"About 6 months later I get the dreaded E18 error. When I determined the problem to be the lens not fully extending I decided to give it a tug. It clicked and the camera came on, ready to take pictures. Turning it off and on produced the E18 again. While turning it on I gave it a nice little bump on the side (where the USB connector is) and the lens popped out on its own. No problems since."



    http://worldcadaccess.typepad.com/s1is/2004/10/




    Good luck man, that sucks.


    -Dan
    Thanks for the informitive post. I think I will try the return opsion as the camera is brand new. But if i have issues down the road Now I have a few ideas that might help in a pinch

  5. #5
    Member danattherock's Avatar
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    I don't blame you. Just posted some stuff I found online.
    The two loudest sounds known to man: a gun that goes bang when it is supposed to go click and a gun that goes click when it is supposed to go bang.

  6. #6
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    Thumbs up

    Quote Originally Posted by tjm View Post
    don't fret...as far as point and shoot cams go you have a gem....I'm not sure how Amazon handles mfgr defects but I know Canon has at least a 1yr warranty on that cam....it sucks you'll now have to deal with it but once you get it worked out you'll love that cam for your busy outdoor life....


    lookie what I'm picking up.........i hope i dont have any issues....

    http://www.usa.canon.com/consumer/co...&modelid=19356

    Thats nice... a little bit more camera than I could handel.. But I think you will be fine..Its in your blood.....
    I sent that camera back to amazon this morning and they are suposed to be shipping me a replacment... Very easy process... So far...

  7. #7
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    Thumbs up Replacment

    I recieved the replacment camara last night and it seems to be working fine. Must have recieved a dud the first go round. Will see.
    I will post up some pics after I have a chance to play with it a bit. Maybe TJM can show me how to use it this weekend...LOL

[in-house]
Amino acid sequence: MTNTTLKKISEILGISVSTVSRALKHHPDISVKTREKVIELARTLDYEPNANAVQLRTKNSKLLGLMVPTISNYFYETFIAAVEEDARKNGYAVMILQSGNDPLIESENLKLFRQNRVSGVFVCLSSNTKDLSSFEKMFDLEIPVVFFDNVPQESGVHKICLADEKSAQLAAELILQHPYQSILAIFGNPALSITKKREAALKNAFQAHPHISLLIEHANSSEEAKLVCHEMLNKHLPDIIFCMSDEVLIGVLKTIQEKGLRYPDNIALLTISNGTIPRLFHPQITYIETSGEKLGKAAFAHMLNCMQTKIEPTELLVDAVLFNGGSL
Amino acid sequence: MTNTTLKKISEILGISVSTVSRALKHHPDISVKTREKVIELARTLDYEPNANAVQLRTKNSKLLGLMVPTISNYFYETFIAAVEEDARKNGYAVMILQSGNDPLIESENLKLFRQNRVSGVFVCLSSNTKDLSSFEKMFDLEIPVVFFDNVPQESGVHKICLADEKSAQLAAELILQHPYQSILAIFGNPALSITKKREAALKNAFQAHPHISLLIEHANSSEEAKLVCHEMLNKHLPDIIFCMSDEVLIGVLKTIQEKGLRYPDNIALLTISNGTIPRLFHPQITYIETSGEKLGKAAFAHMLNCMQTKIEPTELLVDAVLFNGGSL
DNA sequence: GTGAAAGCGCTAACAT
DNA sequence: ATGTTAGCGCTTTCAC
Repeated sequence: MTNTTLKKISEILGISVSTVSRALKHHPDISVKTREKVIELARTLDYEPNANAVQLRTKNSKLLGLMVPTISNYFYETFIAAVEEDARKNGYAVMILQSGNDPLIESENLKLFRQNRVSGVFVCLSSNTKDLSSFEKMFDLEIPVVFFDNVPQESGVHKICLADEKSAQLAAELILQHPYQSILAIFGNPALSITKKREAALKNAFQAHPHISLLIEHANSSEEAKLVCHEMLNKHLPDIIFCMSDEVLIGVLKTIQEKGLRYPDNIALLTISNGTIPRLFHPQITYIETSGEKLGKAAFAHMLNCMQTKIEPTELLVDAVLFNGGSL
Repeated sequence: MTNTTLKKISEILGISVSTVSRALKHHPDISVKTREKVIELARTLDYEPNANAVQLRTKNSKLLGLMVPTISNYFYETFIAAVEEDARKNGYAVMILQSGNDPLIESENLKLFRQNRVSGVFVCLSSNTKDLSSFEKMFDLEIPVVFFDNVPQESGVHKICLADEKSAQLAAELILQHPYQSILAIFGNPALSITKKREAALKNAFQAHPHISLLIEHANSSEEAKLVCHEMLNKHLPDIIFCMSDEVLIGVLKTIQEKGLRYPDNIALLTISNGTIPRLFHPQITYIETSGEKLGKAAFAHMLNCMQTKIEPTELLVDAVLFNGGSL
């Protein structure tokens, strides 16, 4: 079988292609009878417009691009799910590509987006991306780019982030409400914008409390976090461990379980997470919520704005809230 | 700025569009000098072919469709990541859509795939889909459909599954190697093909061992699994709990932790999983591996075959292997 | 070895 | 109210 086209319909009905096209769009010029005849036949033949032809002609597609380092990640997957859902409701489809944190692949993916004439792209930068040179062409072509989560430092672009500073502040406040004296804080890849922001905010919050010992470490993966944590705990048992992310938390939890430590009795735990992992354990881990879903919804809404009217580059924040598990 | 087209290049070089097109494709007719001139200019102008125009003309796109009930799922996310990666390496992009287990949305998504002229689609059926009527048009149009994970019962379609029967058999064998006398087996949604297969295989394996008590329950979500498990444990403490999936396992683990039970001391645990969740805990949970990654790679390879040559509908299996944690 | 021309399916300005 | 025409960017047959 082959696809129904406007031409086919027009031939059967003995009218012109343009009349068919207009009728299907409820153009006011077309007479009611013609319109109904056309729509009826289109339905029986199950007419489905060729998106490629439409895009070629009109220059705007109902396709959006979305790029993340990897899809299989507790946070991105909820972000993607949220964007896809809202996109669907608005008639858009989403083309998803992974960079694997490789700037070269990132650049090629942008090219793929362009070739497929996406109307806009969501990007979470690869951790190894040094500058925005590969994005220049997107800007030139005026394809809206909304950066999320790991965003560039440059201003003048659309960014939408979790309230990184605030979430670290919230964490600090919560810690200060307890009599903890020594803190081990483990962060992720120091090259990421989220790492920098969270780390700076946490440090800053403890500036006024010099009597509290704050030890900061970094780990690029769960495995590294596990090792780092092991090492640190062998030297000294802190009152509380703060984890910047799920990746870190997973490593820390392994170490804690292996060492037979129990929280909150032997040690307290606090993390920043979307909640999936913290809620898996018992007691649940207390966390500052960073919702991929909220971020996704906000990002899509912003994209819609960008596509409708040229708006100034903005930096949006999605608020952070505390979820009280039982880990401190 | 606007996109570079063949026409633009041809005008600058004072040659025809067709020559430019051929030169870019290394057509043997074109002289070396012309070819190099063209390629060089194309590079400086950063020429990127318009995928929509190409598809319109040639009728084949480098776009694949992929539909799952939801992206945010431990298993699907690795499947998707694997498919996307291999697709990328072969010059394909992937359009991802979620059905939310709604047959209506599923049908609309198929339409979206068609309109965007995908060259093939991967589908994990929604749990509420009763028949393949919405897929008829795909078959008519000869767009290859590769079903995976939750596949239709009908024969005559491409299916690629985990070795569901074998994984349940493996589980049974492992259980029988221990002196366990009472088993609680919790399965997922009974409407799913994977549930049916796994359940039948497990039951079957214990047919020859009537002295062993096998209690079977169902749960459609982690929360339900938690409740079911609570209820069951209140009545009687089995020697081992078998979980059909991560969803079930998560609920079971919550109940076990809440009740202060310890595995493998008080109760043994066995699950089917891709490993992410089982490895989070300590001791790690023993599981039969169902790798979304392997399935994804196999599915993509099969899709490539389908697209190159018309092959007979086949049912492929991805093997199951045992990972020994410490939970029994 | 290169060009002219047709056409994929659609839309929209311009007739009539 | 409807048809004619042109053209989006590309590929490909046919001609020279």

8. #8
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    Have experienced it twice with my older II cameras --- not on the older model III (w/ exception of 100% humidity) or newer sx20 I'm using now...

    Shock, cold, and humidity (or the Alaska outdoor combination - lol) seams to be the very real operating issues w/ many of these models.

    Still all and all they are good rigs.

    Couple Bear pics from last summer rafting
    Attached Images Attached Images

  9. #9
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    Quote Originally Posted by Brian Richardson View Post
    Have experienced it twice with my older II cameras --- not on the older model III (w/ exception of 100% humidity) or newer sx20 I'm using now...

    Shock, cold, and humidity (or the Alaska outdoor combination - lol) seams to be the very real operating issues w/ many of these models.

    Still all and all they are good rigs.

    Couple Bear pics from last summer rafting
    Did you send the onse that stoped working back to Canon or just get a new camera?

    Sense I have recieved the replacment, it seems to be working fine and like you showed, It takes wonderful pictures.

  10. #10
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    Ended up with next generation versions... the others had their quirks, kept 'em and two in particular eventually worked pretty good. Tho' who knows how or when they would trip up at decisive importune time?

    These shots were last summer with 3S before I got 20IS.

    My carry rigs are now the 20IS and very compact Casio Exlim waterproof/g-shock-proof 12.1 mp pocket camera.

    Have 'em sit around or dive right in... my cameras will receive Alaska conditions - so may as well move on with technology as humidity, cold, and shock issues seem the problems.
    Attached Images Attached Images